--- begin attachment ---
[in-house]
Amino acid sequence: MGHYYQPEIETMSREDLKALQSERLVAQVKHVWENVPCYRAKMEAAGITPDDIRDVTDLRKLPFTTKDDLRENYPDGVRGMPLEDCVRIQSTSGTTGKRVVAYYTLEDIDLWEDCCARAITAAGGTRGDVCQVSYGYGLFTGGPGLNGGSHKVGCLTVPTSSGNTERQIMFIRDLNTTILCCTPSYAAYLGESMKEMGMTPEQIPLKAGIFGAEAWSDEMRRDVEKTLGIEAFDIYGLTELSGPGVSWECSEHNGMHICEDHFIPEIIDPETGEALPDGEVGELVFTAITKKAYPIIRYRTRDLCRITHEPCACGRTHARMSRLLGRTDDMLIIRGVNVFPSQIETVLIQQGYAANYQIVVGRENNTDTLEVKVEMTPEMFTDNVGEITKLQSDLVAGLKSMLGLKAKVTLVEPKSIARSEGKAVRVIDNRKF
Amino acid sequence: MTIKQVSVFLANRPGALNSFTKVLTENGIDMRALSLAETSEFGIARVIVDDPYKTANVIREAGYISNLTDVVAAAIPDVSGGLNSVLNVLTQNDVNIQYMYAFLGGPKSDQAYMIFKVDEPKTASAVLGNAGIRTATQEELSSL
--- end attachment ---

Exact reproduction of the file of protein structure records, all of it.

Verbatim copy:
[in-house]
Amino acid sequence: MGHYYQPEIETMSREDLKALQSERLVAQVKHVWENVPCYRAKMEAAGITPDDIRDVTDLRKLPFTTKDDLRENYPDGVRGMPLEDCVRIQSTSGTTGKRVVAYYTLEDIDLWEDCCARAITAAGGTRGDVCQVSYGYGLFTGGPGLNGGSHKVGCLTVPTSSGNTERQIMFIRDLNTTILCCTPSYAAYLGESMKEMGMTPEQIPLKAGIFGAEAWSDEMRRDVEKTLGIEAFDIYGLTELSGPGVSWECSEHNGMHICEDHFIPEIIDPETGEALPDGEVGELVFTAITKKAYPIIRYRTRDLCRITHEPCACGRTHARMSRLLGRTDDMLIIRGVNVFPSQIETVLIQQGYAANYQIVVGRENNTDTLEVKVEMTPEMFTDNVGEITKLQSDLVAGLKSMLGLKAKVTLVEPKSIARSEGKAVRVIDNRKF
Amino acid sequence: MTIKQVSVFLANRPGALNSFTKVLTENGIDMRALSLAETSEFGIARVIVDDPYKTANVIREAGYISNLTDVVAAAIPDVSGGLNSVLNVLTQNDVNIQYMYAFLGGPKSDQAYMIFKVDEPKTASAVLGNAGIRTATQEELSSL